The lifelong Buffalo Bills fan who named his pug after the team founder (Ralph) and started a charitable revolution that’s funneled thousands of dollars into the greater Cincinnati area turns out to be a guy who lives 1,128 miles away from his favorite team, in Grand Island.
“I think it’s pretty cool it appears that I started a trend, but it speaks to the heart and integrity of Bills fans,” said Kevin Forrest, who made the first of now more than 11,000 donations to the Andy and Jordan Dalton Foundation. “This shows they’re not just doing WWE moves off of RVs.”
On his phone, Forrest, 34, watched the Bills play the Dolphins while he was visiting his in-laws Sunday. Buffalo needed to win to have any chance to make the AFC playoffs, and did its part, beating Miami. Forrest then slipped into the TV room to catch the tail end of an equally pivotal week 17 game.
To make the playoffs, the Bills also needed Cincinnati to beat Baltimore. That wasn’t exactly a lock, with less than a minute to play, the Ravens up 27-24 and the Bengals facing fourth-and-forever near midfield.
Enter Andy Dalton.
The Bengals QB threw a dart to receiver Tyler Boyd, who jetted into the end zone, sending Forrest into a state of screaming euphoria. The Bengals went on to win, the Bills made the playoffs for the first time in 17 years and Forrest bounded up the stairs and hopped on a computer. He was inspired.
“I don’t know if it’s divine intervention,” he said. “Literally, after the game was over, it instantly hit me.”
His wife, Sunny Forrest, asked why he had his credit card out.
“I’ll just tell you later,” he replied.
He did not buy airline tickets to Jacksonville, Florida, where the Bills play this weekend, or official Buffalo playoff gear, though that wouldn’t be a wild guess, given that he once outfitted his nephews in matching Trent Edwards jerseys.
Kevin Forrest has been a huge Buffalo fan since latching onto the Bills bandwagon as a third-grader in Omaha, during the team’s early ‘90s heydays. He’s stayed aboard during an unmatched run of mediocrity, often commiserating with a small-but-dedicated group of Bills backers who still meet to watch the team on a big TV screen at a bowling alley in Omaha.
Since moving to Grand Island with his wife and family five years ago, Buffalo support has been harder to come by. One recent Halloween, a kid showed up at the Forrest residence dressed as Tyrod Taylor. So elated was Kevin Forrest to see a kid in Grand Island trick-or-treating as the Bills’ starting quarterback that he ran up to his office and grabbed a mini helmet signed by the team’s then-running back, CJ Spiller.
“This kid’s like, ‘Are you kidding me?’” Forrest said. “I’m like, ‘You picked the right house to go to.’”
So making the playoffs was a big deal. So big that Forrest was thankful not just for an extra week of Bills football, but also for the season-saving Cincy QB who indirectly made it happen.
“As soon as the game was over, it was instant gratitude, obviously,” Forrest said. “At the minimum, we need to let Andy Dalton or the Bengals know how (impacting) that was.”
He first went on Twitter (@kevboats is his handle) and considered sending a tweet in Dalton’s direction that would say not only thanks, but also ask him for a charity donation recommendation.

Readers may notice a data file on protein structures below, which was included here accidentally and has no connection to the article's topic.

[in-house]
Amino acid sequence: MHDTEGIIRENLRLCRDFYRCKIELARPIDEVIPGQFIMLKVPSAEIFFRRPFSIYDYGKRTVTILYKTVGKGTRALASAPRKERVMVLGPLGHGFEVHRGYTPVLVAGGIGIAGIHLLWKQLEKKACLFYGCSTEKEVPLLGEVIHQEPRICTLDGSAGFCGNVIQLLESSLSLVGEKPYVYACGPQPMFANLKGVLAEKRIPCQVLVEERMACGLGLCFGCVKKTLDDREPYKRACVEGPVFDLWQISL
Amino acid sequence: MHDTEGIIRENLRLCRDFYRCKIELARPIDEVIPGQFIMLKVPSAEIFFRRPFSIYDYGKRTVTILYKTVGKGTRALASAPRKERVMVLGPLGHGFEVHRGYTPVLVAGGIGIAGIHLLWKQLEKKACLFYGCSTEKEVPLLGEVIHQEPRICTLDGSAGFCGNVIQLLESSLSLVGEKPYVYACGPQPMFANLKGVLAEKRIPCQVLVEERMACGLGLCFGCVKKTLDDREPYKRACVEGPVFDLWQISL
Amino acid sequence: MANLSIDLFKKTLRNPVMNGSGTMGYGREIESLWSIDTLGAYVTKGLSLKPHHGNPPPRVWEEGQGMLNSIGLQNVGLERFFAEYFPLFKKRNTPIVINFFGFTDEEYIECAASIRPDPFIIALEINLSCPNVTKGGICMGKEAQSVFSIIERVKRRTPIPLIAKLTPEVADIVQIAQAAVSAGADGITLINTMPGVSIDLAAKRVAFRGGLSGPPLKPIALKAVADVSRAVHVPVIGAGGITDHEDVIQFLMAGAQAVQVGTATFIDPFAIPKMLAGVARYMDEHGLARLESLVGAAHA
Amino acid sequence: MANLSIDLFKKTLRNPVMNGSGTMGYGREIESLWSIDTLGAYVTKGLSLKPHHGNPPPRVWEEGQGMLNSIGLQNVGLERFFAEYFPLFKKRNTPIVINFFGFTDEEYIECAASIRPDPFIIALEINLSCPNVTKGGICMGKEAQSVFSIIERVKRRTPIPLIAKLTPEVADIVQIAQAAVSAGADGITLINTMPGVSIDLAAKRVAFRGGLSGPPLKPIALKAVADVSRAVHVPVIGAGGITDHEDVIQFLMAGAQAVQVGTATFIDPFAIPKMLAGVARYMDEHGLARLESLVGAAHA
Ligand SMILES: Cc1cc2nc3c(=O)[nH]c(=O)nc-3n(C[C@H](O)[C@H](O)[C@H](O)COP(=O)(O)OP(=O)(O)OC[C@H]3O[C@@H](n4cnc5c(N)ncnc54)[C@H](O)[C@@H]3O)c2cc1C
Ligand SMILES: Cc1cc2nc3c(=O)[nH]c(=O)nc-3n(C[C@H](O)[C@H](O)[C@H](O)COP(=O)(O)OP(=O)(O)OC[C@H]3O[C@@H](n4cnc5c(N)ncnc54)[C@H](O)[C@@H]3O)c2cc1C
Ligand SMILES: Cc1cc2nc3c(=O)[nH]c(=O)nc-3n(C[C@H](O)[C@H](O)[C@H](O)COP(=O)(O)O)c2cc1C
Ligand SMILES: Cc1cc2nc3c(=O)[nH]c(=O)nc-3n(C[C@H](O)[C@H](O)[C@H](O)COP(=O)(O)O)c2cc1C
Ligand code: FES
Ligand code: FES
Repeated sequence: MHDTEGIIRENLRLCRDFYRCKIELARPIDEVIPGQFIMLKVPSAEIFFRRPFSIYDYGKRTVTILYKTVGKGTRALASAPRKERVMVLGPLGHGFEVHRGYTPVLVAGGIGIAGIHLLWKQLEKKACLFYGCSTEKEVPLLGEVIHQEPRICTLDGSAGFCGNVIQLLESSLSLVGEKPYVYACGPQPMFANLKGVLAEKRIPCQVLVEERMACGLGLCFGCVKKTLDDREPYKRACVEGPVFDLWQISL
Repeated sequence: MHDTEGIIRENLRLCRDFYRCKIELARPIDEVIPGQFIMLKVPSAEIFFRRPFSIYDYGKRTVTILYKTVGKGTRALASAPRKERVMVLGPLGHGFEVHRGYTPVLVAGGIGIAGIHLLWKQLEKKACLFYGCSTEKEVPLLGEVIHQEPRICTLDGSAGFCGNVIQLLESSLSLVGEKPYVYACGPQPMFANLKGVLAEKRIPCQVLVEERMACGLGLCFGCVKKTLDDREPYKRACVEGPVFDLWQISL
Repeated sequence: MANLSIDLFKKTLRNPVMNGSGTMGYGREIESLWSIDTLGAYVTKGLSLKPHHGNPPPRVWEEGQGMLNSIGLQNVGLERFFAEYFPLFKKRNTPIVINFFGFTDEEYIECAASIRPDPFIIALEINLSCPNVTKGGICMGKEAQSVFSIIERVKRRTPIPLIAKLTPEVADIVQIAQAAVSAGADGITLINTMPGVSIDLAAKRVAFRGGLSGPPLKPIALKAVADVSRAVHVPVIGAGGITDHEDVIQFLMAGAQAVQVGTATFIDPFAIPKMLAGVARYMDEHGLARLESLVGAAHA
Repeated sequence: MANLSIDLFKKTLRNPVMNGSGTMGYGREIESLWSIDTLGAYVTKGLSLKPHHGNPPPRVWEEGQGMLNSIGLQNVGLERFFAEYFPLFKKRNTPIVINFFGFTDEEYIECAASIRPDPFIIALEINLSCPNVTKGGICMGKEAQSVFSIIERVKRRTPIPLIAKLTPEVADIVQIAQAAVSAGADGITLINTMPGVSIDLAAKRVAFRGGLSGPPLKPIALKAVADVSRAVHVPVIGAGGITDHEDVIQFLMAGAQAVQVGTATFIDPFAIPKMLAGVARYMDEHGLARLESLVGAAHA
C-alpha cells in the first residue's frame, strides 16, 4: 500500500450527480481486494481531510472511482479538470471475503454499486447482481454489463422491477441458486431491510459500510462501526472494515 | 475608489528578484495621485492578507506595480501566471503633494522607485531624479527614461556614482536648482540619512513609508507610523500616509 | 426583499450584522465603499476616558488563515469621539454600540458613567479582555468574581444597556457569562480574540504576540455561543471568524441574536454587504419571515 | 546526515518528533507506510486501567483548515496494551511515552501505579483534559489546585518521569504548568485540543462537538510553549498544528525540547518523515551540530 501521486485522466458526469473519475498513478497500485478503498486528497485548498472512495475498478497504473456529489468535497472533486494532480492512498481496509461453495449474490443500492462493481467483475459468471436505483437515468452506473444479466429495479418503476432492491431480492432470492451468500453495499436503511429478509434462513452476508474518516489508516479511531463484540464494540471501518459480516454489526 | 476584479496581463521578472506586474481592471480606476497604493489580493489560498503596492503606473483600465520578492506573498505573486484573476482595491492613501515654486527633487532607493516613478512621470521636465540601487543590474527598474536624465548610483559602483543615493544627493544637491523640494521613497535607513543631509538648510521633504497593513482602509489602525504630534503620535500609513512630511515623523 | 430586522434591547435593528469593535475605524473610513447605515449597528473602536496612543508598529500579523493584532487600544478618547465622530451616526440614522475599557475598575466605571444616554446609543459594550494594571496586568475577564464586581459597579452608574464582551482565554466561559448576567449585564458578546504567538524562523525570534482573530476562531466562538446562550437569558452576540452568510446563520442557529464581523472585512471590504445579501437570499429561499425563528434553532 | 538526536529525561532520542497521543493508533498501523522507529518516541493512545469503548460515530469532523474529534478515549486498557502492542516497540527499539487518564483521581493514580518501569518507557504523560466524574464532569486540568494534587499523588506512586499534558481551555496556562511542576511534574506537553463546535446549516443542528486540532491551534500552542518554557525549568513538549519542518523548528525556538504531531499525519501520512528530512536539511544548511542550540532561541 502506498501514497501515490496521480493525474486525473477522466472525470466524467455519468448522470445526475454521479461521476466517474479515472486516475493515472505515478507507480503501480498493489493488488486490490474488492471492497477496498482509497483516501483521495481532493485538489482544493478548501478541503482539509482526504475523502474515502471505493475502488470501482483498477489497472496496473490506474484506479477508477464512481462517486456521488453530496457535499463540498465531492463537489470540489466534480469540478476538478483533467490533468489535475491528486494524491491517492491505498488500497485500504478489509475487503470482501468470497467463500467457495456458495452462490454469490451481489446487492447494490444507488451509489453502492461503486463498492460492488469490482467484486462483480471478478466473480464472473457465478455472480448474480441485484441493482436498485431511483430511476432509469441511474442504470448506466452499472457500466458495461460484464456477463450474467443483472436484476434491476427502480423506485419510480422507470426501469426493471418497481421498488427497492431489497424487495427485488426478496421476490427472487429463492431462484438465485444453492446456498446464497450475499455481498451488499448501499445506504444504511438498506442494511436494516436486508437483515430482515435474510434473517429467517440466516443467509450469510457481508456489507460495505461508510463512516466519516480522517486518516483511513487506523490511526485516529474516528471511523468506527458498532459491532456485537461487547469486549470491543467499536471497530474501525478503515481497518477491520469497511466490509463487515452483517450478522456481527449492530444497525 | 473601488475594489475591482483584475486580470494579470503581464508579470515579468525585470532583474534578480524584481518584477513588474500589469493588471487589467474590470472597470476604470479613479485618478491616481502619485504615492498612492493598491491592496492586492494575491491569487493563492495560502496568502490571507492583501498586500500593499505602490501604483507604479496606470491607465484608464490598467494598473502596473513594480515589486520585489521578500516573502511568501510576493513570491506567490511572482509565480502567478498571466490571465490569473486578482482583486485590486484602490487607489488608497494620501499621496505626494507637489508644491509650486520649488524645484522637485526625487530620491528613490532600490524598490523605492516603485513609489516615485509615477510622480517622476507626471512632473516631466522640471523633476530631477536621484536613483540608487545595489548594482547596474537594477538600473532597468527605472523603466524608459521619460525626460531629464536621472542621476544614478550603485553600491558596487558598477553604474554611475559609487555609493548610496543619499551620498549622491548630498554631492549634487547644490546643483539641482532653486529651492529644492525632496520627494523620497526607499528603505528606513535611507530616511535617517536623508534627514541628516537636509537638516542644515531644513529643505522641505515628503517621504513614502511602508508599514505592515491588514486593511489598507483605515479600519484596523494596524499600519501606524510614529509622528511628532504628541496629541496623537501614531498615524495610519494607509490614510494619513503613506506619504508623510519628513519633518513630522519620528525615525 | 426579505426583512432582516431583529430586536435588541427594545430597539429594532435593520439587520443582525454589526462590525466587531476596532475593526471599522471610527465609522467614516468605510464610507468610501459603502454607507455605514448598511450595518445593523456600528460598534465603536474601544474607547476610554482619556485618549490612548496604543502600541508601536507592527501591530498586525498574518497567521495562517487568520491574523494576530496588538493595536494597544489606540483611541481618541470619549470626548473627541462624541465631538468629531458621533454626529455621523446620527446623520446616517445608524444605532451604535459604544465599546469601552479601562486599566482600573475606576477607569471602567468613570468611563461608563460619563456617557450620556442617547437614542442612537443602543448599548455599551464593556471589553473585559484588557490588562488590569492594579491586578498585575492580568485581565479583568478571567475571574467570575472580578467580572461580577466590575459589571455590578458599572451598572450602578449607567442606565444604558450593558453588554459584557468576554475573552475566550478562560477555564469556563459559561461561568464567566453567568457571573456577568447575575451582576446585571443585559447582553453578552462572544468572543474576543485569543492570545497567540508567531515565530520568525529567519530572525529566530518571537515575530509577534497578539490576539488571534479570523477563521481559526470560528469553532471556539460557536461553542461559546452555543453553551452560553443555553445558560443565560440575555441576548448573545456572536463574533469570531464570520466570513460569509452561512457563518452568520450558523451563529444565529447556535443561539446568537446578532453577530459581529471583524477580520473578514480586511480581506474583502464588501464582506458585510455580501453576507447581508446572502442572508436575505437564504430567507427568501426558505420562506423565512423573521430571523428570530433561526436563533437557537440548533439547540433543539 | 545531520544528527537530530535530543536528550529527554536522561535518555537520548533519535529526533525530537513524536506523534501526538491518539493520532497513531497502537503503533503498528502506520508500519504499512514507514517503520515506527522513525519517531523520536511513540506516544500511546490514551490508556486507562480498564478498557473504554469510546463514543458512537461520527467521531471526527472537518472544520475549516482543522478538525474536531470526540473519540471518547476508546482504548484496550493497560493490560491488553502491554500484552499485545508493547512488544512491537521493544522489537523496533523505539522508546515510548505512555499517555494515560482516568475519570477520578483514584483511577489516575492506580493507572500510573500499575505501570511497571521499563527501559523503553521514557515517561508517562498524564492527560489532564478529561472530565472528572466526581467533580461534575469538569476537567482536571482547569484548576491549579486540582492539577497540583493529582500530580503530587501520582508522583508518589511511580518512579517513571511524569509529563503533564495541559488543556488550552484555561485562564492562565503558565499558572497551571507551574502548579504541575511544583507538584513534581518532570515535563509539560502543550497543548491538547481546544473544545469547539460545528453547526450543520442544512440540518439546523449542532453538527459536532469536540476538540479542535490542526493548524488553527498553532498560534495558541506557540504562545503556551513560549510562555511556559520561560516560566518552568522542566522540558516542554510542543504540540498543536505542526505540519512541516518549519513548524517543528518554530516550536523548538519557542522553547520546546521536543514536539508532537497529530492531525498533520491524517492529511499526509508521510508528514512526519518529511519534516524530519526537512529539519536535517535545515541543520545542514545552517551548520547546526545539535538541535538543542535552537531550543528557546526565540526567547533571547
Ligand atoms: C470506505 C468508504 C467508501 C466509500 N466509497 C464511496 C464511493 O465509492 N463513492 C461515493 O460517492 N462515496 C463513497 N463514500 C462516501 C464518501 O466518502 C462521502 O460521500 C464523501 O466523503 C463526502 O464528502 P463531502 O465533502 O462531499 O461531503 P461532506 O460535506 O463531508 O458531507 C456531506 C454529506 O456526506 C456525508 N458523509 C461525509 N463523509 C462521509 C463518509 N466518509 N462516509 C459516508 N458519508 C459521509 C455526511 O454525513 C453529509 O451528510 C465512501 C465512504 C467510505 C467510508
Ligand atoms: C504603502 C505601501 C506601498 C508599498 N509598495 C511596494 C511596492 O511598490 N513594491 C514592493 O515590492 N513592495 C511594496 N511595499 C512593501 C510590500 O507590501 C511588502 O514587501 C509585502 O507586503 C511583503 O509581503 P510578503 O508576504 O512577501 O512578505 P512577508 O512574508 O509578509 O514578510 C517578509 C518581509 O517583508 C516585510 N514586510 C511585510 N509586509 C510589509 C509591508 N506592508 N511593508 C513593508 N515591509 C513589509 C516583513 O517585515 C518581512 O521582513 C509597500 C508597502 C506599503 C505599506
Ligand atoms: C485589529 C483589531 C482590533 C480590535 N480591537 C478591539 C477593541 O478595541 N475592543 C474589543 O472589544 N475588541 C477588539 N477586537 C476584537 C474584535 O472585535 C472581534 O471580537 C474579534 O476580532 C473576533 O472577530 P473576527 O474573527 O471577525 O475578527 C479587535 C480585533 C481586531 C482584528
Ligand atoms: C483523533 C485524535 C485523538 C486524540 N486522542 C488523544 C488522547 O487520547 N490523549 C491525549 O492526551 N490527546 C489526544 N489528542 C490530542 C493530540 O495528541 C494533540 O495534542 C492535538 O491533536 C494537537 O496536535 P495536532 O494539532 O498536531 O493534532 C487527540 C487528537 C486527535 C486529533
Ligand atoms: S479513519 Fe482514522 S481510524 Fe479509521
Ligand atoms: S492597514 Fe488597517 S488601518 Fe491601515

Instead, Forrest searched and found Dalton's charity, the foundation created by the QB and his wife to provide funding for families saddled with medical expenses.
“Obviously, I’m onboard with that,” Forrest said. “We’ve got three kids, all girls, 2 and 5 and 6. Even when everyone is healthy, it’s already challenging enough. Knowing it helps people going through hard times is just icing on the cake.”
Then he searched for a list of media members associated with the Bills. Armed with their Twitter handles, he tagged them in a message that he sent out into the particularly fervent world of Buffalo football.
“C’mon Bills fans, lets show Andy Dalton some love, I just did,” he wrote about 30 minutes after the Bengals' game ended. With the message, he included a screenshot from the web page andydalton.org, thanking him for his donation.
Bills fans collectively have earned a reputation as some of the NFL’s wildest, thanks in part to a seemingly endless collection of cellphone videos showing them pile-driving each other onto folding tables in tailgate lots.
“I don’t know how much you know about Bills fans, but they’re kind of intense,” Sunny Forrest said.
But the Forrests have made three pilgrimages to Ralph Wilson Stadium in Buffalo, and during each visit, they said they’ve felt welcomed.
“Good hearts, big hearts,” Kevin Forrest said. “We’re very much the same way here in Nebraska.”
The response to Forrest’s challenge tweet, which has since been retweeted more than a hundred times, echoed the sentiment.
Kevin Forrest donated $30 to Dalton’s foundation, the minimum figure that his employer, Union Pacific, will match. Since Forrest made that donation, the foundation has received thousands more, many of them pledging $17 in honor of the many, many years it took the Bills to get back to the playoffs.
Michael Perry, whose advertising company does pro bono work for the Dalton foundation, said that, as of Wednesday morning, more than 11,000 donors had contributed about $256,000 since the end of the Bengals-Ravens game.
“We cannot thank you enough,” Dalton said in a video posted on his Twitter account when the numbers were half that big. “Let's keep it going."
Dalton, through the VP of his charity, has reached out to Forrest to set up a phone call to thank the first Bills fan to donate, the one with the Nebraska area code.